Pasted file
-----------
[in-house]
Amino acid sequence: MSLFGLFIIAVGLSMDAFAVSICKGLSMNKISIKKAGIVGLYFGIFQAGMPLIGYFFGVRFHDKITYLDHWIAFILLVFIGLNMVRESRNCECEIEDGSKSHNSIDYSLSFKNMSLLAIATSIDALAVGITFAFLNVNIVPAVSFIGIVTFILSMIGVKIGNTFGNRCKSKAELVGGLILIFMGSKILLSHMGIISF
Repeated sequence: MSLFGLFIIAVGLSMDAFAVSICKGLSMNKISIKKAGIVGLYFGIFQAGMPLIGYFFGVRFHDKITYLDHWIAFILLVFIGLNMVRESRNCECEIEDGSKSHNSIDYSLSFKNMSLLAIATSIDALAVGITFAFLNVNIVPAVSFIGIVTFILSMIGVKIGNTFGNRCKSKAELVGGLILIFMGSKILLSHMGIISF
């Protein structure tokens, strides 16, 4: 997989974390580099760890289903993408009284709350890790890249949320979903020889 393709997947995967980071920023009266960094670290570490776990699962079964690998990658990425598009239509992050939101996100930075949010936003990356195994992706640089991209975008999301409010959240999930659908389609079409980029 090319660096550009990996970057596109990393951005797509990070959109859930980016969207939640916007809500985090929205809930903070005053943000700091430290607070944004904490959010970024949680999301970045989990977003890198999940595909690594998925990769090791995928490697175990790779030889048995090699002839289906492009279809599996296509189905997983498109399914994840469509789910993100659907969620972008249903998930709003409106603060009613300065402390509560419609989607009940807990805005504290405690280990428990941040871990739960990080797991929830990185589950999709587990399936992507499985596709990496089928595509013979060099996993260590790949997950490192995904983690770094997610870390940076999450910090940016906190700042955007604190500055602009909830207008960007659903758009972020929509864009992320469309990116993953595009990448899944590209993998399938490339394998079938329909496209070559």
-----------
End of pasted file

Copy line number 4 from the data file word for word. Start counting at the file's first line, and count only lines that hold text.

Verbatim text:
């Protein structure tokens, strides 16, 4: 997989974390580099760890289903993408009284709350890790890249949320979903020889 393709997947995967980071920023009266960094670290570490776990699962079964690998990658990425598009239509992050939101996100930075949010936003990356195994992706640089991209975008999301409010959240999930659908389609079409980029 090319660096550009990996970057596109990393951005797509990070959109859930980016969207939640916007809500985090929205809930903070005053943000700091430290607070944004904490959010970024949680999301970045989990977003890198999940595909690594998925990769090791995928490697175990790779030889048995090699002839289906492009279809599996296509189905997983498109399914994840469509789910993100659907969620972008249903998930709003409106603060009613300065402390509560419609989607009940807990805005504290405690280990428990941040871990739960990080797991929830990185589950999709587990399936992507499985596709990496089928595509013979060099996993260590790949997950490192995904983690770094997610870390940076999450910090940016906190700042955007604190500055602009909830207008960007659903758009972020929509864009992320469309990116993953595009990448899944590209993998399938490339394998079938329909496209070559």